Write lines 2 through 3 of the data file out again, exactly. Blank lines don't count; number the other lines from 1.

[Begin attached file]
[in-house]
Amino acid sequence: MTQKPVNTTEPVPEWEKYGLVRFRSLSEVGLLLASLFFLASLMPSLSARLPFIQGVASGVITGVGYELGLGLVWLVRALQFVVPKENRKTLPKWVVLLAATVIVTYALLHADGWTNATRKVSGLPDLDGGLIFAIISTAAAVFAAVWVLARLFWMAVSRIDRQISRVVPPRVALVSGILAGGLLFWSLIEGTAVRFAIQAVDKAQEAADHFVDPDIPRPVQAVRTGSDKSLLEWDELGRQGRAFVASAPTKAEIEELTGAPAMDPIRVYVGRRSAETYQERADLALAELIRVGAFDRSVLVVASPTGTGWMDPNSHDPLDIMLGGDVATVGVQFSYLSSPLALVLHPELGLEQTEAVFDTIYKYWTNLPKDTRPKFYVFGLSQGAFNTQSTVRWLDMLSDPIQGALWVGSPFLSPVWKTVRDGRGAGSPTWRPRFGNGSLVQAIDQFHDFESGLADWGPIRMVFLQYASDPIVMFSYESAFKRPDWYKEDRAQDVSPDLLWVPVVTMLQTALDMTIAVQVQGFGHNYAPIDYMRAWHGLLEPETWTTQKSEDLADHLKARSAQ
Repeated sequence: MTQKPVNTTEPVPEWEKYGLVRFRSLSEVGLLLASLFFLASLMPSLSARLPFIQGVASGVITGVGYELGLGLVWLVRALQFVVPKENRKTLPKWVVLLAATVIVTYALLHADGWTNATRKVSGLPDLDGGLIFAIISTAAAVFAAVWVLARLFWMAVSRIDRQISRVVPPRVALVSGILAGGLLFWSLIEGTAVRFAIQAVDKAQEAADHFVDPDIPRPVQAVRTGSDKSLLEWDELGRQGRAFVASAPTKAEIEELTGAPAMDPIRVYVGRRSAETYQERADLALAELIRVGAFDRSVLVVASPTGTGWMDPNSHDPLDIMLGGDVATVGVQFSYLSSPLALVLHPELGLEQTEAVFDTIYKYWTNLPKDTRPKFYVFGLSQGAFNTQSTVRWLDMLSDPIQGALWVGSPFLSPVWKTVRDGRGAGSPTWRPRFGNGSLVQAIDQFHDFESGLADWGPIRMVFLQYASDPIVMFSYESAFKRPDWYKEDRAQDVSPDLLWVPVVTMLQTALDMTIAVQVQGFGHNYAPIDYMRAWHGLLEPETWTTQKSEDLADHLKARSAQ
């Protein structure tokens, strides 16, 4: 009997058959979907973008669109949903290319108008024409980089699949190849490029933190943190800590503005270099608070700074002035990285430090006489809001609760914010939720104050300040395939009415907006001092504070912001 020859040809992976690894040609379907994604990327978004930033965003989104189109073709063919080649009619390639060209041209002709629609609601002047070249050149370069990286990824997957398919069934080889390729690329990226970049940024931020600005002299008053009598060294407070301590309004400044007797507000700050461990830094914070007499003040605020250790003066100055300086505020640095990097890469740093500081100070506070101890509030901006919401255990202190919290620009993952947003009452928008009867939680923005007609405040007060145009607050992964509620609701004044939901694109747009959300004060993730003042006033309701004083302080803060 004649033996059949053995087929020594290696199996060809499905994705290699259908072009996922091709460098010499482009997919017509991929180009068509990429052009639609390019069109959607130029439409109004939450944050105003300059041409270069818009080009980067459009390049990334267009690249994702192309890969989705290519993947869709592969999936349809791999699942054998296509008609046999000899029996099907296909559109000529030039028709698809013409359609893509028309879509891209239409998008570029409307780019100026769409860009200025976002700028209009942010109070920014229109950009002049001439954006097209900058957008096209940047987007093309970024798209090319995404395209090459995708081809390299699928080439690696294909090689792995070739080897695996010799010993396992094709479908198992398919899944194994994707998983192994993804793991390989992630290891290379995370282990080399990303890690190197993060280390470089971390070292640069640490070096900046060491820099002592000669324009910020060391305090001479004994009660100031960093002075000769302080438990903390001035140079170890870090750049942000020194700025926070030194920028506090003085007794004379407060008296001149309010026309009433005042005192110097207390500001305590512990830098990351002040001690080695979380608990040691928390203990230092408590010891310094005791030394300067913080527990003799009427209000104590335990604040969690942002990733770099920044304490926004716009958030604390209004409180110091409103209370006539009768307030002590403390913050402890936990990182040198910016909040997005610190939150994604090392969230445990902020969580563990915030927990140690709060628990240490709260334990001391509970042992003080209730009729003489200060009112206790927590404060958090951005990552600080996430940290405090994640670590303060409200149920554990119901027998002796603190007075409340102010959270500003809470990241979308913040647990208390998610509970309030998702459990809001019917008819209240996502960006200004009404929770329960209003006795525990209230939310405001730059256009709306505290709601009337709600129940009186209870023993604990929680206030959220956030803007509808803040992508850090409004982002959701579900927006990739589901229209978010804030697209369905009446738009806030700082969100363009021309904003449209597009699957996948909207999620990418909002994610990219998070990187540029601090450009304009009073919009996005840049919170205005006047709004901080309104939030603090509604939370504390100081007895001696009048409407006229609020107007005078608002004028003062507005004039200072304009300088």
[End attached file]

Amino acid sequence: MTQKPVNTTEPVPEWEKYGLVRFRSLSEVGLLLASLFFLASLMPSLSARLPFIQGVASGVITGVGYELGLGLVWLVRALQFVVPKENRKTLPKWVVLLAATVIVTYALLHADGWTNATRKVSGLPDLDGGLIFAIISTAAAVFAAVWVLARLFWMAVSRIDRQISRVVPPRVALVSGILAGGLLFWSLIEGTAVRFAIQAVDKAQEAADHFVDPDIPRPVQAVRTGSDKSLLEWDELGRQGRAFVASAPTKAEIEELTGAPAMDPIRVYVGRRSAETYQERADLALAELIRVGAFDRSVLVVASPTGTGWMDPNSHDPLDIMLGGDVATVGVQFSYLSSPLALVLHPELGLEQTEAVFDTIYKYWTNLPKDTRPKFYVFGLSQGAFNTQSTVRWLDMLSDPIQGALWVGSPFLSPVWKTVRDGRGAGSPTWRPRFGNGSLVQAIDQFHDFESGLADWGPIRMVFLQYASDPIVMFSYESAFKRPDWYKEDRAQDVSPDLLWVPVVTMLQTALDMTIAVQVQGFGHNYAPIDYMRAWHGLLEPETWTTQKSEDLADHLKARSAQ
Repeated sequence: MTQKPVNTTEPVPEWEKYGLVRFRSLSEVGLLLASLFFLASLMPSLSARLPFIQGVASGVITGVGYELGLGLVWLVRALQFVVPKENRKTLPKWVVLLAATVIVTYALLHADGWTNATRKVSGLPDLDGGLIFAIISTAAAVFAAVWVLARLFWMAVSRIDRQISRVVPPRVALVSGILAGGLLFWSLIEGTAVRFAIQAVDKAQEAADHFVDPDIPRPVQAVRTGSDKSLLEWDELGRQGRAFVASAPTKAEIEELTGAPAMDPIRVYVGRRSAETYQERADLALAELIRVGAFDRSVLVVASPTGTGWMDPNSHDPLDIMLGGDVATVGVQFSYLSSPLALVLHPELGLEQTEAVFDTIYKYWTNLPKDTRPKFYVFGLSQGAFNTQSTVRWLDMLSDPIQGALWVGSPFLSPVWKTVRDGRGAGSPTWRPRFGNGSLVQAIDQFHDFESGLADWGPIRMVFLQYASDPIVMFSYESAFKRPDWYKEDRAQDVSPDLLWVPVVTMLQTALDMTIAVQVQGFGHNYAPIDYMRAWHGLLEPETWTTQKSEDLADHLKARSAQ